One of the drawbacks to living in suburbia is that the selection of interesting independent restaurants is quite slim. This wave of dining establishments built around a shopping center nucleus has given way to a proliferation of crappertank restaurants like Applebee's, Chili's, Firehouse Subs, Moe's, Shane's BBQ, and Beef O'Brady's. Throw in your obligatory pizza joints, American-Chinese take-out haunts, and Americanized Mexican restaurants (you won't see nachos or fajitas in the authentic places), and you have a crowded restaurant scene with very few truly tasty options. Chick Fil-A and Waffle House are both Atlanta-based chains (and my two guilty pleasures), so they're not in the "bad" category. But still, the lack of a truly unique dining spot can be a little frustrating sometimes; so I was most thrilled when I first discovered the cuisine of Trinidad and Tobago served at Tassa Roti Shop. Big thanks go to my former executive chef Dean Dupuis for turning me on to this little pink house on Johnson's Ferry Road in Marietta, just down the way from Harry's Farmer's Market.
Owned by Trini couple Shaddick and Ria, Tassa Roti Shop specializes in filled rotis, but offers up a number of full plate meals, plus a lunch buffet (all day on weekends). A roti is basically a large, thin flatbread that is filled with your choice of meat (chicken, beef, duck, goat, and shrimp), a curried potato mixture, then you get to choose from a selection of hot sauces and chutneys before it is all rolled up like a burrito. If you get one of the hot sauces, I implore you to get the apple chutney as well. The sweetness really helps to mellow out the intense heat of the scotch bonnet peppers. Also, as a word of warning, I would recommend all first-timers starting with a shrimp roti. I've had the goat and duck as well, and they contain an alarming amount of bones. Everything is just hacked up with a cleaver and then stuffed inside your roti. Not that it isn't delicious--I just don't enjoy eating with an impending sense of dental peril.
The entree options are also incredibly delicious. Two nights ago, I had the oxtail plate, which featured meltingly tender braised or stewed oxtails served in their own sauce. The plate also offered up rice with peas, fried plantains, stir-fried cabbage, callaloo (which is essentially greens cooked down in chicken stock and coconut milk until smooth and creamy), and something called macaroni pie--which more resembled a sweet corn pudding with raisins than anything involving pasta. Washed down by a Jamaican ginger beer, the whole plate was the perfect balance of richness, sweetness, and spice. Really remarkable.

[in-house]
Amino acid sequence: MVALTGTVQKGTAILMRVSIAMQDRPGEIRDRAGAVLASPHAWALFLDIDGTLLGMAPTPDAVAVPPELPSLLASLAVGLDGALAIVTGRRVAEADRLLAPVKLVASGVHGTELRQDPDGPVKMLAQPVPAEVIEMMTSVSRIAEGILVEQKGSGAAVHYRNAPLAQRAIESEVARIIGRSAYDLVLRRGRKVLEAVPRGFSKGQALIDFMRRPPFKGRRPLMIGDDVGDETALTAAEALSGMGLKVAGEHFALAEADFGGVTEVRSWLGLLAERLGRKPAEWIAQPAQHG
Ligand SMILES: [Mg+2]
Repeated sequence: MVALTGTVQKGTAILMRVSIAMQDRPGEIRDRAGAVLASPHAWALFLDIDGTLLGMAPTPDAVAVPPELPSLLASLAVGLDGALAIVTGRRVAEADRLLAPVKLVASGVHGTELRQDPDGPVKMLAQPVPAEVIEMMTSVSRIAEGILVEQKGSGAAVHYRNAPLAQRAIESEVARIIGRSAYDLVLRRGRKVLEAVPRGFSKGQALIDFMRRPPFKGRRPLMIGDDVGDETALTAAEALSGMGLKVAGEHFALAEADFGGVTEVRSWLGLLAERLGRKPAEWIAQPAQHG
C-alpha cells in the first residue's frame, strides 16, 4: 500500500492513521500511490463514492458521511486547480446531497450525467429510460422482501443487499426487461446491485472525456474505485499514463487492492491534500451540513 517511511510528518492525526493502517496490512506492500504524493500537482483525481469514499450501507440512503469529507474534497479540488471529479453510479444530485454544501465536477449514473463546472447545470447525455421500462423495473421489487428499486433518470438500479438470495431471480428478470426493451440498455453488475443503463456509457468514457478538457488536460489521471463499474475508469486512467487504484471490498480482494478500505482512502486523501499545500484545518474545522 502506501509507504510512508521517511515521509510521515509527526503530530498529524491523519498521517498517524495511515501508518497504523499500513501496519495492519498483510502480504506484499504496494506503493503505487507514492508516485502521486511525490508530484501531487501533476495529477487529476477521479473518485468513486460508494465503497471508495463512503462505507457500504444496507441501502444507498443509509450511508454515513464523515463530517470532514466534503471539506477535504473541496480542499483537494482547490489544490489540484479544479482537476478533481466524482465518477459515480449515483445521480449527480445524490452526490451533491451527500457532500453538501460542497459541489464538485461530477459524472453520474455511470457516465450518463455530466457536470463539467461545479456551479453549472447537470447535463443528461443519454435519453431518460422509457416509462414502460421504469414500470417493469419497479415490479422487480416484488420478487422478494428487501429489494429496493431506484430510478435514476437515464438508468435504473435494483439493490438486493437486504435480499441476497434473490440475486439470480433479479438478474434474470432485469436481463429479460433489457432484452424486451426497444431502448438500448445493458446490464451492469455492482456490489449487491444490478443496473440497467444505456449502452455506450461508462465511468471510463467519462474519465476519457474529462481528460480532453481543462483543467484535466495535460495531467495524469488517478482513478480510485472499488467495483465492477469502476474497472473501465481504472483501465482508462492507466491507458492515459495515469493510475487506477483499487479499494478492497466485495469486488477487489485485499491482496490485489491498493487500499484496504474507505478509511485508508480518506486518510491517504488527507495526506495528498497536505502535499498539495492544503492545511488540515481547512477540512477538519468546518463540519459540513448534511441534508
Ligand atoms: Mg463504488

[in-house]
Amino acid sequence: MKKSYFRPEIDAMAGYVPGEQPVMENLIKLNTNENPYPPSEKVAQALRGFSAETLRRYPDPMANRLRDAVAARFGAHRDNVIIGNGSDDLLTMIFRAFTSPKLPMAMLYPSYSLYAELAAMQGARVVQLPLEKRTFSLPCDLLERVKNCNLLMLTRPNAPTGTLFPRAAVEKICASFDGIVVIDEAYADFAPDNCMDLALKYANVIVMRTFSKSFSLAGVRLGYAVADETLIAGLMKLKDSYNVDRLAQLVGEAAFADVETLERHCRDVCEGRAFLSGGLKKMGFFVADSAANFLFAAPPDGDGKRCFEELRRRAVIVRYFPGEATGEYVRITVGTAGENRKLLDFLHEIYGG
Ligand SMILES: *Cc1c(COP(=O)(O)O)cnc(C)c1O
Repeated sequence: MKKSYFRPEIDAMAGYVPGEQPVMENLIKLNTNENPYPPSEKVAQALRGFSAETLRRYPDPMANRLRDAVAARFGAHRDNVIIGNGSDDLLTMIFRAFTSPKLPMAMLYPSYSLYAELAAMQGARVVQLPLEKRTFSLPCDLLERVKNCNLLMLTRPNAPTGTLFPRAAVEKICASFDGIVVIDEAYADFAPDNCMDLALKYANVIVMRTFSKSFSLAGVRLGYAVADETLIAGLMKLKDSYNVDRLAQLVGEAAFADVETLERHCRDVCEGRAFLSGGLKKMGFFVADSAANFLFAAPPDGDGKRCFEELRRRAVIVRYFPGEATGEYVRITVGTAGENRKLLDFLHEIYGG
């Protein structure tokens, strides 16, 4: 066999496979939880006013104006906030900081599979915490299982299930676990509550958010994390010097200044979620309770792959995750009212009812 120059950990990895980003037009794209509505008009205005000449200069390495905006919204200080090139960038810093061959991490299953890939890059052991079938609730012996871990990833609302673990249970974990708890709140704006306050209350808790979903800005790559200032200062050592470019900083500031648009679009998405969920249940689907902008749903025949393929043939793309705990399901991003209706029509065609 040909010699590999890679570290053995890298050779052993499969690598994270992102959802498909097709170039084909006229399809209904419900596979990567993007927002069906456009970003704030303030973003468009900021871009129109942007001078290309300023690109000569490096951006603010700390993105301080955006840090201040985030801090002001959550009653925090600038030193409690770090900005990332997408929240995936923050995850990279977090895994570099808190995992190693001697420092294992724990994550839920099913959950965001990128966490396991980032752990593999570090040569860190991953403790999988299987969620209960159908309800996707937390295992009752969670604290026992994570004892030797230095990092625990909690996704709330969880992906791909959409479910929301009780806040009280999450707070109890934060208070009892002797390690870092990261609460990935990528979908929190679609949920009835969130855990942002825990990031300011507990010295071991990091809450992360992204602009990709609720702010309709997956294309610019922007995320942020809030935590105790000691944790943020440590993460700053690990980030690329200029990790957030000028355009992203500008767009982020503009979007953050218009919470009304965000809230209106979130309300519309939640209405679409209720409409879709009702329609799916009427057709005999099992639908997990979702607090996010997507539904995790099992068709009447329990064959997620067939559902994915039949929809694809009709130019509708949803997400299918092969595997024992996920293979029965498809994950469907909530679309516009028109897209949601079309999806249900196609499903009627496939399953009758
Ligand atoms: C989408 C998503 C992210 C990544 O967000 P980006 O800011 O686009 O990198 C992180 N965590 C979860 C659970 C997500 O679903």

But the single best item on the menu at Tassa is something called "doubles." Often part of an island breakfast, this appetizer consists of a curried chickpea mixture stuffed between two (roughly 3") soft flatbreads, topped with your choice of hot sauces and chutneys, then wrapped in paper. I'm having great difficulty coming up with the words to describe how delicious this is, but a trip to Tassa isn't complete without one or two of these. And at only $1.50 apiece, they're a steal!
I have a certain fondness for ethnic restaurants where I am the only white person to be found--I just know the food will be better in these places. But one of my favorite aspects about Tassa is just how friendly everyone is. All of the diners seem thrilled to be there, and Shaddick and Ria couldn't be more hospitable hosts. And as with any place that specializes in an authentic cuisine, there's not a bit of kitsch to the whole place. It doesn't seem like you've walked into a storage unit for "Cool Runnings" memorabilia. Just really nice people serving the local food that they are so proud of. And I couldn't be more happy to indulge!